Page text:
Seminar at Georgetown
On the 22nd of September I gave a presentation at the Georgetown University Culture and Politics faculty seminar. It was called Language, culture, education in a Qatari English classroom – exploring areas of dialogue and tension in the diverse environment of the Academic Bridge Program, Education City, Doha, Qatar. I posted the ppt here.
I discussed the main parameters and background of my research which is centred on Qatari students’ educational experiences during the two-semester English language university preparation course in a western foundation programme where I teach.
The main points were:
- My professional biography (initially: ‘frustrated fascination’, at QU => passivity in class, superior position of teacher, knowledge transmission; unquestioning attitude, e.g. copying incorrect sentences from the board)
- Story of my research (“Starting big…” – I started from large culture constructs, generalisations, anonymous letter by an American teacher, then other texts in a similar vein)
- Proposed PhD work (experiencing education as a cultural other => an ethnographic study)
It took me a while to channel my frustration into a more constructive approach and shift my research from generalisations to more concrete, personal, experience-based descriptions of cultural encounters in an educational context. The proposed doctoral inquiry is a direct result of this shift of perspective as it focuses on the small and local while also considering the wider social and institutional context.
Why ethnographic? Brief explanation of methodology (constructing social reality, naturalistic, interpretive, advantages/challenges of ethnography, thick description)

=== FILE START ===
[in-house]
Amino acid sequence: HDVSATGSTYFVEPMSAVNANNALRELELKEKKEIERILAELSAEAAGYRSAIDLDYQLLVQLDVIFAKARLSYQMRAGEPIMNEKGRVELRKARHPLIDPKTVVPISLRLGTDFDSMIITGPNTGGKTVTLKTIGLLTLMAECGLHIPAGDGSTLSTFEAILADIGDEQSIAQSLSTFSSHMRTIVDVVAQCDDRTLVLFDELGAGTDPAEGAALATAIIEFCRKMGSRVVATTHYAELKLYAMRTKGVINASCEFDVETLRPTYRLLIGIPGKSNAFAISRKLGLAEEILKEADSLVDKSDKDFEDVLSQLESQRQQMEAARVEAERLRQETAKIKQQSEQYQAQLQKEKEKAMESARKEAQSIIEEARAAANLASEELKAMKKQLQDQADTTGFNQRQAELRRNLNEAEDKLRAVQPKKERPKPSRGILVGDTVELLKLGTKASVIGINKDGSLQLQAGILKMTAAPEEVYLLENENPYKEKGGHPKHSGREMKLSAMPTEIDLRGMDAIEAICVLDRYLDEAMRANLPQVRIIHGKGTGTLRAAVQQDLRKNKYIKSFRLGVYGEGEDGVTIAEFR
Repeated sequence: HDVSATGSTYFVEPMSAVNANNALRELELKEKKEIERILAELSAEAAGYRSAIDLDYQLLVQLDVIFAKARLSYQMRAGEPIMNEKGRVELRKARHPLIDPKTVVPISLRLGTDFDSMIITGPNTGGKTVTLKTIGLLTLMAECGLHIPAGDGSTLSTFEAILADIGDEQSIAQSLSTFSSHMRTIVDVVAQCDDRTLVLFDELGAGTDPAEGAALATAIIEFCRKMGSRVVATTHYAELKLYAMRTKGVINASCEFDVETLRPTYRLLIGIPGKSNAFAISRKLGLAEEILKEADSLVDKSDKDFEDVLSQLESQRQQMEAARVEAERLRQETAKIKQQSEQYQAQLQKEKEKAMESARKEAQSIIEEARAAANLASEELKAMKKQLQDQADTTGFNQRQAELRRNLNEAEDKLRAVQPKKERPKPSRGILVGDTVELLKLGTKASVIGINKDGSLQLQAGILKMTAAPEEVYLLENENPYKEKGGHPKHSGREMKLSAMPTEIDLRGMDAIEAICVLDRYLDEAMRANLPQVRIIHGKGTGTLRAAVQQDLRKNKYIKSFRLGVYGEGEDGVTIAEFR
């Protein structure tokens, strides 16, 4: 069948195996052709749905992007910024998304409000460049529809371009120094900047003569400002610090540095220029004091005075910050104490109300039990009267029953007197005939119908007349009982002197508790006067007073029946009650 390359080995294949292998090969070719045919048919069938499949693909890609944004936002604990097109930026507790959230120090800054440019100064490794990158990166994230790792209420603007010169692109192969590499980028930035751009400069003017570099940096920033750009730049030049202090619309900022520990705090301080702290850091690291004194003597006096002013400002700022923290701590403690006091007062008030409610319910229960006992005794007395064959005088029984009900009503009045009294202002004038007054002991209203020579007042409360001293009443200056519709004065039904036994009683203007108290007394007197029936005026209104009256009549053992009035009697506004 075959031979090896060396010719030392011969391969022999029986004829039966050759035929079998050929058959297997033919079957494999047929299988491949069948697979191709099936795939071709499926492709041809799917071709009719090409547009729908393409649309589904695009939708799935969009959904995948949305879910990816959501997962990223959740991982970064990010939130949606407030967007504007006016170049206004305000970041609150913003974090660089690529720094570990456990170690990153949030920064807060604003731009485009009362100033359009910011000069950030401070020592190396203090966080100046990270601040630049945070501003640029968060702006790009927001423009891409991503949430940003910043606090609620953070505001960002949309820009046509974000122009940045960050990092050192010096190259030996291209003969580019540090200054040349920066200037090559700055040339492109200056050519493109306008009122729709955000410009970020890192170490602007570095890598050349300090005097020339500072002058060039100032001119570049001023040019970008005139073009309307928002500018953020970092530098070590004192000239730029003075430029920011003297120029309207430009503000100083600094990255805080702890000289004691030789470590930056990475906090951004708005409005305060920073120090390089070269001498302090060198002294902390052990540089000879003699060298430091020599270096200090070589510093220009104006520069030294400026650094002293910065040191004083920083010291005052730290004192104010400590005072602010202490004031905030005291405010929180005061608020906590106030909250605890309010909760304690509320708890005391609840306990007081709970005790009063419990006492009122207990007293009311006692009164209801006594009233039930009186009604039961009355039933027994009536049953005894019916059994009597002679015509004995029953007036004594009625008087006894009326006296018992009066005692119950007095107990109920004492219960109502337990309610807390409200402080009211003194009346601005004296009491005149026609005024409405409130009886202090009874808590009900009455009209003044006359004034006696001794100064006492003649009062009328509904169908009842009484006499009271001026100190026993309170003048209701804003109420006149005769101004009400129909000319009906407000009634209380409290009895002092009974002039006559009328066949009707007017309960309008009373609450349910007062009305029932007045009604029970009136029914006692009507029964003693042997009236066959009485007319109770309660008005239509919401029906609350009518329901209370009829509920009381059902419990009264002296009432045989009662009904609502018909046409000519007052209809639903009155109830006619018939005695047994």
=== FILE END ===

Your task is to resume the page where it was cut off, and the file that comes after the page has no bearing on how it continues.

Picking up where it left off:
- Fundamental questions framing my research
What happens to my Qatari students during their year of studying English in the ABP?
a) What is the nature and meaning of Qatari students’ educational experience in the English course I teach here?
b) What are the main formative aspects of that experience?
c) How can it be contextualised within the operational framework of EC/QF?
d) What areas of dialogue and tension emerge in my students’ educational experience?
e) What are most appropriate methodological approaches to maximise benefits/dialogue and minimize (personal/educational/cultural/social) tension in this complex setting?
- Context and background of my research: language, culture, education
- Language issues (linguistic dualism, position of English vis-à-vis Arabic, pragmatic engagement with Eng-language education, nostalgia for the Arab “golden age” – BUT: is English taking over?)
a) Paradigms of teaching English in the ABP
b) English replacing Arabic as the academic language (my Eng vs. Arabic writing project and background study)?
- Culture issues (Complexity => traditional system of values encountering modernity)
a) Historical/social background (see extra info below)
b) Modernisation means material progress but also opening up to new ideas, views and lifestyle.
c) When does modernisation begin to mean westernisation?
- Education issues (history of education, reforms, current situation)
a) local educational traditions
b) school system reform
c) American/western education